“The smell of damp stayed on my clothes for the rest of the day. The kitchen and bathroom resembled a squat – with cupboard doors hanging off their hinges and mold-stained walls.
With no fridge-freezer, this elderly couple were surviving on long-life milk and food that could be reconstituted with boiling water or which came out of a can.
With zero family to support them, this dignified couple had absolutely no support network or money. For a lifetime they had worked for cash in hand and because of that were receiving no state pension. The lady had been pawning her jewelry to buy food.
Visiting their home with a colleague from our Community Advice and Support (CAST), this was my rude awakening to the kind of situations the team encounter day in day out.
To reach this stage of life with simply nothing – to be living in these conditions – it was heartbreaking to see. I haven’t been able to get this couple out of my head since.
But I am uplifted and proud. Why? Because since that visit my CAST colleague has been able to provide a fridge-freezer for this couple, so they can now can buy fresh food. We’ve helped them access pension credits which have immeasurably changed their lives. And we’ve connected them to Jewish food banks so they have extra food.
In short, The Fed has helped alleviate the desperate poverty this couple were living in and given them the support they so badly needed, having almost fallen through the cracks of society without a trace. The Fed has helped return their dignity to them. .
Loneliness kills more people than smoking. That fact was never starker than when I spent an hour at one of The Fed’s recent ‘Coffee-Stops’ at Manchester Maccabi. Organised by our Volunteering Team and staffed by amazing volunteers from across our community, it was here I met a man in his seventies who, like the couple above, had absolutely no family. Until four years ago it was simply him and his wife, to whom he was devoted. Tragically she, contracted a sudden illness and died very unexpectedly leaving him literally all alone in the world.
Unlike the couple I’d visited at home, this gentleman had all the material comforts in the world, but he felt like curling up and dying. He spent his days looking at the four walls or wandering around supermarkets. But then he started coming to The Fed’s Drop-in evening groups. He got dressed properly; he went out; he made new friends and re-discovered his purpose for living. He told me, “The Fed saved my life”. In Judaism we say, “He who saves a life, it is considered as if he has saved an entire world”. .
Anyone who has raised, or is raising, a family knows how hard it can be with just one child. When you have a family on a very low income, with four young children, three who suffer from complex behavioral issues, and a father who has a debilitating illness, life can become totally unbearable.
The Fed helps this family in a range of ways – one to one sessions for one child to help identify the cause of their behavioral issues; liaison with the local council for a diagnosis of another and placements on our Project Smile Play and Learn play-schemes – invaluable so that the parents and other siblings can get much needed respite.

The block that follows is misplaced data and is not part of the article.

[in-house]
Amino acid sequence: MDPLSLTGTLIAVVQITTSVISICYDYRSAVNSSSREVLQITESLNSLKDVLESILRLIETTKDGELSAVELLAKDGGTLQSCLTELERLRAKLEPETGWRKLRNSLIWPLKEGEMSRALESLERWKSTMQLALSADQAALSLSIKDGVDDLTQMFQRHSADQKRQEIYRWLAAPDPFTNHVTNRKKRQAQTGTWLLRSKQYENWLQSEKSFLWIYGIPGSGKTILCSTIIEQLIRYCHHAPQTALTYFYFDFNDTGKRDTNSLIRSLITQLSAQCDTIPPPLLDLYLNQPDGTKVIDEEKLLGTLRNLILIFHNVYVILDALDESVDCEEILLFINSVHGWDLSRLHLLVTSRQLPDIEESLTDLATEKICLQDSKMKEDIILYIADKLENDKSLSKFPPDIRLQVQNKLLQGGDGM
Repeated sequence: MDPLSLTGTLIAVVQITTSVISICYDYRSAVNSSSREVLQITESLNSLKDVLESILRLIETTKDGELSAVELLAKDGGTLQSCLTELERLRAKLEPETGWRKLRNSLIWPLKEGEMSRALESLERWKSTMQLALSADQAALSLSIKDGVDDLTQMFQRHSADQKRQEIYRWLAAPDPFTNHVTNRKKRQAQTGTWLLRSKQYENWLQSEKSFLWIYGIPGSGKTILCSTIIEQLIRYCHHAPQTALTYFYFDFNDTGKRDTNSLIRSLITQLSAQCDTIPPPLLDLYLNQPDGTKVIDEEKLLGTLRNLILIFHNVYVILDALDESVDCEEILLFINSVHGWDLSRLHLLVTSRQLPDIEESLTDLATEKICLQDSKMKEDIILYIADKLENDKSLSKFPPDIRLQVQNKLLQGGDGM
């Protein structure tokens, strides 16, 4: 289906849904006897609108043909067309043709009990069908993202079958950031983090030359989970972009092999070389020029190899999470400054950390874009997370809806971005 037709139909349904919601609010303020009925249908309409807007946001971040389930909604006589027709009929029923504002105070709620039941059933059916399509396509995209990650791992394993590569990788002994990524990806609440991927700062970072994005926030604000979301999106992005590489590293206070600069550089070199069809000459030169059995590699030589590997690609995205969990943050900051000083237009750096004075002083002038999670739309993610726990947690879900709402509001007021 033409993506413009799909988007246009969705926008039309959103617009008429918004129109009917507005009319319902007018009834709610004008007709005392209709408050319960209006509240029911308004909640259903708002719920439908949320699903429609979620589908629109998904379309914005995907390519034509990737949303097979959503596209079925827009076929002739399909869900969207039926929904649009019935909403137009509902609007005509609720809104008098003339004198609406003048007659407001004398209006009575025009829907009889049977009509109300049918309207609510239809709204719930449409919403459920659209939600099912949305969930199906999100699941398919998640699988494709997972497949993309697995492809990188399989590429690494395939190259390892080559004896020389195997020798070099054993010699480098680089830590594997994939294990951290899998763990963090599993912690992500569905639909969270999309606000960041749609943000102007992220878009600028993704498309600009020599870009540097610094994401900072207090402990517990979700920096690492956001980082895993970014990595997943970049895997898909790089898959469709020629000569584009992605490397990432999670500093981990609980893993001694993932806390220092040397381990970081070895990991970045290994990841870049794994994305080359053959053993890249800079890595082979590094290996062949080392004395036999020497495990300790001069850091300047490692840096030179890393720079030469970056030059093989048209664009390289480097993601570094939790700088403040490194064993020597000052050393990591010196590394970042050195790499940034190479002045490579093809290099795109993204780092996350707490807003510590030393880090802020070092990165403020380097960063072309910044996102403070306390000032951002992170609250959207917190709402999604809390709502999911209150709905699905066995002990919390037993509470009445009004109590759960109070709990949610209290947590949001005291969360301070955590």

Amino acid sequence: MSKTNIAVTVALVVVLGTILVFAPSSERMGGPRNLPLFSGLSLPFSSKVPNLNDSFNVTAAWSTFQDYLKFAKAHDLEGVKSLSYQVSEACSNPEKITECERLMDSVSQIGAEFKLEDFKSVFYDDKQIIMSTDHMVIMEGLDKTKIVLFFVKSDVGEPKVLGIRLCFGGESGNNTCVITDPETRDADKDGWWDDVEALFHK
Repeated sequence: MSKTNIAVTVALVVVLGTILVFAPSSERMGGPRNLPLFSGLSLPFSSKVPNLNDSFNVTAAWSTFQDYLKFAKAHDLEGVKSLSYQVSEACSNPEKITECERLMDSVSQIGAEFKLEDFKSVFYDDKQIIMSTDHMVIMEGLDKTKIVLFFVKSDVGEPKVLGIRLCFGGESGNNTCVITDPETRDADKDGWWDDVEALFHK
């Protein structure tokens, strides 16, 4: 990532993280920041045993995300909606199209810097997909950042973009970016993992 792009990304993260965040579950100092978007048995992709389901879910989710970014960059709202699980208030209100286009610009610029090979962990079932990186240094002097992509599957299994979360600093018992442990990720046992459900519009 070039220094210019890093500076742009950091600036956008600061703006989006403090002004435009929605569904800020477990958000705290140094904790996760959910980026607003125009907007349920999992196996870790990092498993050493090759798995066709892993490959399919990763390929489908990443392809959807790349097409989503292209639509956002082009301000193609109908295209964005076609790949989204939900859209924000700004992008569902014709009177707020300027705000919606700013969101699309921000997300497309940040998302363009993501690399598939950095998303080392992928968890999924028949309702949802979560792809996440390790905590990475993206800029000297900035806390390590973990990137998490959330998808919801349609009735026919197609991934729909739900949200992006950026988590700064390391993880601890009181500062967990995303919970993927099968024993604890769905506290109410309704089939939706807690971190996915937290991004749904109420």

Without The Fed, they would be floundering and lost.
And last summer, the entire family came on one of The Fed’s summer day trips. The parents could never have had the money or energy to take their children anywhere like this. The mother told me, “The Fed helped us do something together as a family we could never have dreamed of. But more importantly you helped us make memories that will last a lifetime”. So many of us can take our children and grandchildren to places without even thinking. For this family, one day at the Zoo was a trip of a lifetime. Let that sink in for a minute. .
Each one of these encounters left me in emotional turmoil for days afterwards. Seeing an elderly couple living in such conditions; meeting a widower who had suffered such horrendous loneliness; talking to parents struggling so much that they felt like just giving up. These people had been clinging on by their fingernails. Thankfully The Fed was here to stop them falling off the cliff. .
What I’d seen were just three snapshots. Three of hundreds of cases where The Fed is supporting the most vulnerable people in our community. And not just in the areas that readily come to mind – the ‘heavily Jewish’ areas of North and South Manchester. , , .
In fact, CAST and Volunteer Services have , ! It is probably one of The Fed’s best kept secrets – but I aim to change that.
I am immensely proud of our state-of-the-art care home at Heathlands Village where our community’s most vulnerable older members are cared for with dignity and love. However, it is the work The Fed does outside Heathlands Village which often makes the biggest difference to people’s lives. This is what I want to shout about.
Many of us are blessed to have family and friends around us – a support network we can count on without thinking. Many of us are in a financial position that allows us to support ourselves, our children and grandchildren. But there are plenty who have neither the family support or financial means – the hidden people and families of our community that The Fed has a responsibility to help.
And this responsibility comes at a cost. £, mostly from voluntary income and with very little help from local councils or central government.’